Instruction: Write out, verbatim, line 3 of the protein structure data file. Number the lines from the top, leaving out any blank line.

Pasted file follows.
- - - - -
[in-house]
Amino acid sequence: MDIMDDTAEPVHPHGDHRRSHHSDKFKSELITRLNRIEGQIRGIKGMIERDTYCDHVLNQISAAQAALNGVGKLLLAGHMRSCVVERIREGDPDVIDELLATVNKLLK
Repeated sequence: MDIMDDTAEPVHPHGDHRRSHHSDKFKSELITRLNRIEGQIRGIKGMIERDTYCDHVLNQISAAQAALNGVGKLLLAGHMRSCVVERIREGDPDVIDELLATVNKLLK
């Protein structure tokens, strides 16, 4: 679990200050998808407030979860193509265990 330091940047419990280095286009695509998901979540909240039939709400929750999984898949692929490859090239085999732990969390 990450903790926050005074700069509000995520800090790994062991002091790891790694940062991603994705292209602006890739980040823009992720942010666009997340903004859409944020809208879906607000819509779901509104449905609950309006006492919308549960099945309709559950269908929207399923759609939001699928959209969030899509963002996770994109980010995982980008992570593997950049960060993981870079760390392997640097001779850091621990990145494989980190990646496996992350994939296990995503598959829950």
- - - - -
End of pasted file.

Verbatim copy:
Repeated sequence: MDIMDDTAEPVHPHGDHRRSHHSDKFKSELITRLNRIEGQIRGIKGMIERDTYCDHVLNQISAAQAALNGVGKLLLAGHMRSCVVERIREGDPDVIDELLATVNKLLK